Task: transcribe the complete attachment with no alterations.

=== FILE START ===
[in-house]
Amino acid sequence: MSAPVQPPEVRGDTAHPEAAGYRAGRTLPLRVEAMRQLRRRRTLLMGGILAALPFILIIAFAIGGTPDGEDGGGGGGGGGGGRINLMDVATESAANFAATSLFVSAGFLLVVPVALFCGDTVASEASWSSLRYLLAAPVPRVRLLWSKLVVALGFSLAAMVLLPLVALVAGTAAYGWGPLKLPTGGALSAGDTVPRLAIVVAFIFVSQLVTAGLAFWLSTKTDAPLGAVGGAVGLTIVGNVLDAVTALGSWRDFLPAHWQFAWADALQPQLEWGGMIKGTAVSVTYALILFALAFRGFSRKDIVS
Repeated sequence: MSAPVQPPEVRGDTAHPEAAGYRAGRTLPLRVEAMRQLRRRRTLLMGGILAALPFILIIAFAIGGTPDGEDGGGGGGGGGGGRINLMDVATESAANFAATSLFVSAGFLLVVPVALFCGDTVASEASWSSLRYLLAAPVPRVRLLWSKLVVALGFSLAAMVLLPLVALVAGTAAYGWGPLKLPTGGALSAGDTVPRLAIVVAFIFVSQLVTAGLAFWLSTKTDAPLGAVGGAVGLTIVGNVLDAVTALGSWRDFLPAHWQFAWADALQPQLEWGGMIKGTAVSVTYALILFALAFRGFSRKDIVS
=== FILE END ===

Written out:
[in-house]
Amino acid sequence: MSAPVQPPEVRGDTAHPEAAGYRAGRTLPLRVEAMRQLRRRRTLLMGGILAALPFILIIAFAIGGTPDGEDGGGGGGGGGGGRINLMDVATESAANFAATSLFVSAGFLLVVPVALFCGDTVASEASWSSLRYLLAAPVPRVRLLWSKLVVALGFSLAAMVLLPLVALVAGTAAYGWGPLKLPTGGALSAGDTVPRLAIVVAFIFVSQLVTAGLAFWLSTKTDAPLGAVGGAVGLTIVGNVLDAVTALGSWRDFLPAHWQFAWADALQPQLEWGGMIKGTAVSVTYALILFALAFRGFSRKDIVS
Repeated sequence: MSAPVQPPEVRGDTAHPEAAGYRAGRTLPLRVEAMRQLRRRRTLLMGGILAALPFILIIAFAIGGTPDGEDGGGGGGGGGGGRINLMDVATESAANFAATSLFVSAGFLLVVPVALFCGDTVASEASWSSLRYLLAAPVPRVRLLWSKLVVALGFSLAAMVLLPLVALVAGTAAYGWGPLKLPTGGALSAGDTVPRLAIVVAFIFVSQLVTAGLAFWLSTKTDAPLGAVGGAVGLTIVGNVLDAVTALGSWRDFLPAHWQFAWADALQPQLEWGGMIKGTAVSVTYALILFALAFRGFSRKDIVS